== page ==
The funeral was held from the family residence, 234 Thames street south on Saturday afternoon… Interment was made in the Ingersoll Rural Cemetery, the pall bearers being Mayor Dr. J.G. Murray, Ex-Mayor William English, William Bailey, John G. Rawlings, William George and George Daniel.

Dolena Holm; image originally shared by irwin51

and her husband, Mayor Silas E. Brady; image originally shared by irwin51


Appendix 2: Statements by two of the Rosskeen Rioters (more to follow, if found)


SC34/16/2 Tain Sheriff Court
5. Declaration of Donald Munro alias King 27 November 1843
At Tain the Twenty Seventh day of November Eighteen hundred and forty-three years In presence of Robert Sutherland Taylor Esquire Sheriff Substitute of Ross and Cromarty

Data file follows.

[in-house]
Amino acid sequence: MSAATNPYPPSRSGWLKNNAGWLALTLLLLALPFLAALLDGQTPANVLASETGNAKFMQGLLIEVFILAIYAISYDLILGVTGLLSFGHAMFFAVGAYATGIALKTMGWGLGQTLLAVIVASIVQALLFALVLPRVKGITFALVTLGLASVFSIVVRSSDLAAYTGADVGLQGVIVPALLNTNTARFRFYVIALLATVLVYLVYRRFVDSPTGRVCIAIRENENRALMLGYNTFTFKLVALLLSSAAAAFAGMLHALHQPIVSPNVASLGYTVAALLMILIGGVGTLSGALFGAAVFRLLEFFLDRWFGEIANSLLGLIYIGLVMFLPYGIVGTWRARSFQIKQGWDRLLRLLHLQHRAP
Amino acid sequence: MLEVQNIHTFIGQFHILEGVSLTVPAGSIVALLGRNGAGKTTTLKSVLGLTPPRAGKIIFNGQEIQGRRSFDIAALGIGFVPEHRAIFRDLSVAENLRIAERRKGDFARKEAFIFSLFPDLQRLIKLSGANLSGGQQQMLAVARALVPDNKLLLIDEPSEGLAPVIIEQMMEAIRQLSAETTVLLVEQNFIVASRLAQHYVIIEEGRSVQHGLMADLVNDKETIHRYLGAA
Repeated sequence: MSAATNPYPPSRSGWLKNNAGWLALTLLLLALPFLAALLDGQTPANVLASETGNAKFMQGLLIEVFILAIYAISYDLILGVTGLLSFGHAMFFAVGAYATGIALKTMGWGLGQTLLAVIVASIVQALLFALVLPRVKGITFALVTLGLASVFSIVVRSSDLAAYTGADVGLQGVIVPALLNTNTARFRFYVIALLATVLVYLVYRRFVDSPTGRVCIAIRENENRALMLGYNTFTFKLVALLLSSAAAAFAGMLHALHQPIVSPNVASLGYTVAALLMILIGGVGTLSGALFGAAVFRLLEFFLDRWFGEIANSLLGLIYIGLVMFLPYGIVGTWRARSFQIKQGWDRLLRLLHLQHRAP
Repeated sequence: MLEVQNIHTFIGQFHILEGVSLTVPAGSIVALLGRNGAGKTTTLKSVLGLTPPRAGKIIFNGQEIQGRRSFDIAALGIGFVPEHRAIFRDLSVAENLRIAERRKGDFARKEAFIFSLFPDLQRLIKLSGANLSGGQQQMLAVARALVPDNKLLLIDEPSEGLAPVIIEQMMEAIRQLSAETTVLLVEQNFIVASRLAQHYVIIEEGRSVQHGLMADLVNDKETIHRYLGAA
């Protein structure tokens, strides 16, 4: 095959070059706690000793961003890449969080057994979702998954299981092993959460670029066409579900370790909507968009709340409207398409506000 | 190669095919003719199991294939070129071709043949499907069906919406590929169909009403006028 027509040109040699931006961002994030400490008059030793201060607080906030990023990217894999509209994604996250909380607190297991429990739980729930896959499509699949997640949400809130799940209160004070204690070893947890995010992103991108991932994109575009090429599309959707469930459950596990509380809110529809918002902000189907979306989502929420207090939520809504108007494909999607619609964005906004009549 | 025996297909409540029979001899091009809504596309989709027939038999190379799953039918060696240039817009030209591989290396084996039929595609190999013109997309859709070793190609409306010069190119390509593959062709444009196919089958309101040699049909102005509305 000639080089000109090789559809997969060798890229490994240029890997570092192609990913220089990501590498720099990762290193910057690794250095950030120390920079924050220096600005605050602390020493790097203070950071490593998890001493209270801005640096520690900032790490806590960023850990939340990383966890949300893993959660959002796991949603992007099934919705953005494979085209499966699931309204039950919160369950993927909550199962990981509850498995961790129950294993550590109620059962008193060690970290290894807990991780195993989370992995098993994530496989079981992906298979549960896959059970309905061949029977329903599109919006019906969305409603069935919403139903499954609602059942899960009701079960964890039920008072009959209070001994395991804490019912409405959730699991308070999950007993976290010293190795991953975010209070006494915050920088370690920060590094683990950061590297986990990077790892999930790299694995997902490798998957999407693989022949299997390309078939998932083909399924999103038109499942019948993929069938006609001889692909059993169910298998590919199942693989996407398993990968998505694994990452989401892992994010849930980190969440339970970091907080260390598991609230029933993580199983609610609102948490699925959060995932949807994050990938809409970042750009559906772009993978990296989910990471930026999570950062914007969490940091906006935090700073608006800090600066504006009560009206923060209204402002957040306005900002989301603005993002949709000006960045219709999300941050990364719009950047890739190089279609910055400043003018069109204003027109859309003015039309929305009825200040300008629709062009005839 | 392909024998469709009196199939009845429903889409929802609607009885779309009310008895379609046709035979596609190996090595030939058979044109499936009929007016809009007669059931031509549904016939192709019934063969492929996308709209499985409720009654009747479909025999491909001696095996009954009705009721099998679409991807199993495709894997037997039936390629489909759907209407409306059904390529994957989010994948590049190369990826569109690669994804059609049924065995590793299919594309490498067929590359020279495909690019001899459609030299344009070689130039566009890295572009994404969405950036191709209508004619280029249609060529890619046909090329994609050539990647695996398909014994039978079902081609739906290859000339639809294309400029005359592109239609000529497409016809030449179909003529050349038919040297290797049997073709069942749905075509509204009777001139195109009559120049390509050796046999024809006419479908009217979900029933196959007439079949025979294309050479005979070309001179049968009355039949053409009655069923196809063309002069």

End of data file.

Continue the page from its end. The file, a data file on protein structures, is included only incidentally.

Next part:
Appeared Donald Munro alias King residing at Invergordon in the Parish of Rosskeen and County of Ross unmarried aged Eighteen years or thereby who being Judicially examined and Interrogated Declares that he was at the Church of Rosskeen on the Nineteenth day of September last. That he went there about Twelve o’Clock noon and was there when Mr MacKenzie the Minister arrived. That at that time the Declarant was close to the gate of the Church yard along with a number of other people That the Declarant did not go there for the purpose of keeping out Mr Mackenzie and he did not go for any purpose at all except to follow the mob. That he does no know what the purpose of the mob was. That the Declarant at the time was the worse of liquor. Declares that the people assembled at the church yard gate did keep out Mr Mackenzie. That Mr Mackenzie spoke to the people and said that he came for the good of their souls. That the people would not let him in to the Church and then he went away. Interrogated Declares that he did not know that that day was fixed for Mr Mackenzie’s settlement as a Minister of the parish. Declares that when Mr Mackenzie went away the Declarant and a few others followed him about a quarter of a mile That Mr Mackenzie’s two Brothers were along with him at the Church. Interrogated did the Declarant when following Mr Mackenzie throw stones at him Declares and answers that Alexander MacIntosh Mr Mackenzies Brother in law first threw a stone at a young man from Invergordon whose name he does not know, and Mr Mackenzie the Minister then did the same upon which the Declarant and some of the other persons assembled threw stones in return That the Minister and his party continued throwing stones and chased the persons who were following them until the mob at the Church heard the disturbance, and came, and joined the Declarant and his party, when the Ministers party went away in the direction of Lower Kincraig. Interrogated Declares that he cannot exactly say why he followed Mr Mackenzie and his friends from the Church. Declares that he thinks that John Ross and Donald Ross sons of John Ross Senior House Carpenter in Invergordon can prove that Mr MacIntosh and Mr MacKenzie were the first who threw stones Declares that he was at the Church gate when Mr MacLeod of Cadboll and Mr Ross of Cromarty came there, and there was a number of people there at the time and these people prevented Mr MacLeod and Mr Ross from getting in at the gate of the Church yard. Declares that the Declarant was amongst the people who did so. That he had no stick. That he saw no person struck at the Church yard gate. Declares that the Declarants fathers name is Donald Munro alias King and is a pensioner and resides at Invergordon all which he Declares to be truth…